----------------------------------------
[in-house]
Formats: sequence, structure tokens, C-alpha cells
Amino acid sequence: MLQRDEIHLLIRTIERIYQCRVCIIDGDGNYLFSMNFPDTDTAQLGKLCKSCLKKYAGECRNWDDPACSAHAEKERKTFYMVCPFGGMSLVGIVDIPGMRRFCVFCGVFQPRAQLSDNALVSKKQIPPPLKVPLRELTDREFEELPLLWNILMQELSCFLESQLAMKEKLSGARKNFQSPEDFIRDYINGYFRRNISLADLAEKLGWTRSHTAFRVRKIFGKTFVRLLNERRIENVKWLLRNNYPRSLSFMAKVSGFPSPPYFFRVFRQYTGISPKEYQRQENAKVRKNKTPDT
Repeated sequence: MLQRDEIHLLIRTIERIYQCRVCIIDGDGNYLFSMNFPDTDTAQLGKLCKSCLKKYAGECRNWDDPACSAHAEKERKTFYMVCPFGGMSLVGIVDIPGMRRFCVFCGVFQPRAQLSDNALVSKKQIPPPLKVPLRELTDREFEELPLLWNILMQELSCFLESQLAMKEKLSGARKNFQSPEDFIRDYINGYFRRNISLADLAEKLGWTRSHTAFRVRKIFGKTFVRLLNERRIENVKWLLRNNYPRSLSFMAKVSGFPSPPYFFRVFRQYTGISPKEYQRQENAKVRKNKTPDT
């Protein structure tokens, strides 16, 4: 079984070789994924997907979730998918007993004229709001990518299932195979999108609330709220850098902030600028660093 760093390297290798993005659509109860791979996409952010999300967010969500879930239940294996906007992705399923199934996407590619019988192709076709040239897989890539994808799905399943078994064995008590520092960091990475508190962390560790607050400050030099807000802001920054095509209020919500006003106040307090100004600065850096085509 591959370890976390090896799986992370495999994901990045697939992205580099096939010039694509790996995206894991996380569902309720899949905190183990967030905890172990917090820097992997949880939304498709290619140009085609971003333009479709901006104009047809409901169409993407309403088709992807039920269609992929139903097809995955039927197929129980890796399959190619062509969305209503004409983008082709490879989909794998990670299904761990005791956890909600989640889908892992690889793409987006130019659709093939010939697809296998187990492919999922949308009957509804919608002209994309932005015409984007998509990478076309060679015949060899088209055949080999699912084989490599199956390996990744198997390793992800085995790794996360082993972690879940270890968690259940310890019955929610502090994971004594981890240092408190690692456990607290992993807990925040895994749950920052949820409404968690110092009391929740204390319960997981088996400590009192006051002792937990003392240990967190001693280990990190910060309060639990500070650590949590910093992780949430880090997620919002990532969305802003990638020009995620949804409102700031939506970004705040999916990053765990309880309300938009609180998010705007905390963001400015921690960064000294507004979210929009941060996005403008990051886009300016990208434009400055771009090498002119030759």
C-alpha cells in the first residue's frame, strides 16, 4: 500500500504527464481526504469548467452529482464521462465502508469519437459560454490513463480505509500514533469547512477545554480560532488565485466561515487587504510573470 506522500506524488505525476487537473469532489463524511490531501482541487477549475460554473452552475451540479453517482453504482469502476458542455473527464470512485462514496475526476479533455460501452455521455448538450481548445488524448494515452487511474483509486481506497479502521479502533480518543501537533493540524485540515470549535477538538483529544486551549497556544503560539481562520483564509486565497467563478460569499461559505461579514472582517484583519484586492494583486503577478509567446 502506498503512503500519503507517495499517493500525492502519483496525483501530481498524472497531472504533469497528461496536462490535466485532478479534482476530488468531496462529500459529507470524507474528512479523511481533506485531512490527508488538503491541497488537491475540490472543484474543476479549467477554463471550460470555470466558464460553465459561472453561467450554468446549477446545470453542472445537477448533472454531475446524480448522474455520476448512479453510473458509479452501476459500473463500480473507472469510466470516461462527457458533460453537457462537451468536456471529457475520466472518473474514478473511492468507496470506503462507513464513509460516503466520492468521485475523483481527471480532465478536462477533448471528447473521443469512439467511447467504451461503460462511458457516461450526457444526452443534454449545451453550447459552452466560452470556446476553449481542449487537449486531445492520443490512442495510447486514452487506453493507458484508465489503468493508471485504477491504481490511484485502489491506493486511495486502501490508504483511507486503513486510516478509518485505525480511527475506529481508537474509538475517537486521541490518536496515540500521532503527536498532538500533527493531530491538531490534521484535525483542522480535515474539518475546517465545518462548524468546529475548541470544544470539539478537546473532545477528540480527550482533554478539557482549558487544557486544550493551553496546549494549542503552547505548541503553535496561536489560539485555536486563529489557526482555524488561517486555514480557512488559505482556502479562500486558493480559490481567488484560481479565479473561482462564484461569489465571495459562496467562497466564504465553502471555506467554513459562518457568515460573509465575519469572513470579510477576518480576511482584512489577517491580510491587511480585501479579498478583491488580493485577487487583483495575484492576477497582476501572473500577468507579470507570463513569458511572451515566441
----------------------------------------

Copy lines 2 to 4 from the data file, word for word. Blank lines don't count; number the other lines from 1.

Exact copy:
Formats: sequence, structure tokens, C-alpha cells
Amino acid sequence: MLQRDEIHLLIRTIERIYQCRVCIIDGDGNYLFSMNFPDTDTAQLGKLCKSCLKKYAGECRNWDDPACSAHAEKERKTFYMVCPFGGMSLVGIVDIPGMRRFCVFCGVFQPRAQLSDNALVSKKQIPPPLKVPLRELTDREFEELPLLWNILMQELSCFLESQLAMKEKLSGARKNFQSPEDFIRDYINGYFRRNISLADLAEKLGWTRSHTAFRVRKIFGKTFVRLLNERRIENVKWLLRNNYPRSLSFMAKVSGFPSPPYFFRVFRQYTGISPKEYQRQENAKVRKNKTPDT
Repeated sequence: MLQRDEIHLLIRTIERIYQCRVCIIDGDGNYLFSMNFPDTDTAQLGKLCKSCLKKYAGECRNWDDPACSAHAEKERKTFYMVCPFGGMSLVGIVDIPGMRRFCVFCGVFQPRAQLSDNALVSKKQIPPPLKVPLRELTDREFEELPLLWNILMQELSCFLESQLAMKEKLSGARKNFQSPEDFIRDYINGYFRRNISLADLAEKLGWTRSHTAFRVRKIFGKTFVRLLNERRIENVKWLLRNNYPRSLSFMAKVSGFPSPPYFFRVFRQYTGISPKEYQRQENAKVRKNKTPDT